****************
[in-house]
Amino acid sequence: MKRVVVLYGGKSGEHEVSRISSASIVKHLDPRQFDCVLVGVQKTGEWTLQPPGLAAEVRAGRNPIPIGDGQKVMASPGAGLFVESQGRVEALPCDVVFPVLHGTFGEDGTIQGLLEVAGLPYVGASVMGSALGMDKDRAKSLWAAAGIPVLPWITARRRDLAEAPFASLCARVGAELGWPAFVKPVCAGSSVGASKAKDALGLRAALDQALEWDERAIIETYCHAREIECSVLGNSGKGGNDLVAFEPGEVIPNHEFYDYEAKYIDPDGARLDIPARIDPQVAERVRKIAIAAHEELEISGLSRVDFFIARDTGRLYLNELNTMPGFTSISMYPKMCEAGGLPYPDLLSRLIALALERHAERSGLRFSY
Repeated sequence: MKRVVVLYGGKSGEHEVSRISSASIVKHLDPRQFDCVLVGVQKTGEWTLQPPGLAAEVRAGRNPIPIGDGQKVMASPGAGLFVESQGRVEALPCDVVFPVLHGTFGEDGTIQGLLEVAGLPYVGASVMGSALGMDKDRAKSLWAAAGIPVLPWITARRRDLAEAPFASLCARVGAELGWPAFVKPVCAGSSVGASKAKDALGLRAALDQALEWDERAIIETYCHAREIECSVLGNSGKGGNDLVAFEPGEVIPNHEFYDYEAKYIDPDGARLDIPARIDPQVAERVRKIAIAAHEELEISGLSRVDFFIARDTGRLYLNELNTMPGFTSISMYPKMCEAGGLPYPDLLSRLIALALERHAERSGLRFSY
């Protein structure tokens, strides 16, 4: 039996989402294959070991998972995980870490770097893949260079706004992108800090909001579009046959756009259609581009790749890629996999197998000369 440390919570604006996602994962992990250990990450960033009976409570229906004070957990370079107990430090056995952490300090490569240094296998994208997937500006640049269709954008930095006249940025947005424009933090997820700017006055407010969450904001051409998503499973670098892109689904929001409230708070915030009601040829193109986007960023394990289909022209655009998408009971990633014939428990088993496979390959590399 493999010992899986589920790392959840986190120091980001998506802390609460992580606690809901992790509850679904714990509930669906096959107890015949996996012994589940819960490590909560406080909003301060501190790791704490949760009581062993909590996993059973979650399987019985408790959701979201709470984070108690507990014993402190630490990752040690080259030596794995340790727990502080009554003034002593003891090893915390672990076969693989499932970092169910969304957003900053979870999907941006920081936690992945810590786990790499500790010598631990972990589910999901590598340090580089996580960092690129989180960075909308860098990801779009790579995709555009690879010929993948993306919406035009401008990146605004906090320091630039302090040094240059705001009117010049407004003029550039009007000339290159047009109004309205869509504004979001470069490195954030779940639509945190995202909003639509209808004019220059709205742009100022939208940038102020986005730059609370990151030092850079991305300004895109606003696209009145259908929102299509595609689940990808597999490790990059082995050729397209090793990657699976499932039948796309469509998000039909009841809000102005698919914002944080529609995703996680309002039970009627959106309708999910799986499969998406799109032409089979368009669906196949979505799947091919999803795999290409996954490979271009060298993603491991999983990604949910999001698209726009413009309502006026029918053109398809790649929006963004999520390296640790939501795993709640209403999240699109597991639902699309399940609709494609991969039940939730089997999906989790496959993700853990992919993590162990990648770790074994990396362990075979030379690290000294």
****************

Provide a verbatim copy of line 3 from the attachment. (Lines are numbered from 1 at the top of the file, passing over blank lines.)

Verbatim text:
Repeated sequence: MKRVVVLYGGKSGEHEVSRISSASIVKHLDPRQFDCVLVGVQKTGEWTLQPPGLAAEVRAGRNPIPIGDGQKVMASPGAGLFVESQGRVEALPCDVVFPVLHGTFGEDGTIQGLLEVAGLPYVGASVMGSALGMDKDRAKSLWAAAGIPVLPWITARRRDLAEAPFASLCARVGAELGWPAFVKPVCAGSSVGASKAKDALGLRAALDQALEWDERAIIETYCHAREIECSVLGNSGKGGNDLVAFEPGEVIPNHEFYDYEAKYIDPDGARLDIPARIDPQVAERVRKIAIAAHEELEISGLSRVDFFIARDTGRLYLNELNTMPGFTSISMYPKMCEAGGLPYPDLLSRLIALALERHAERSGLRFSY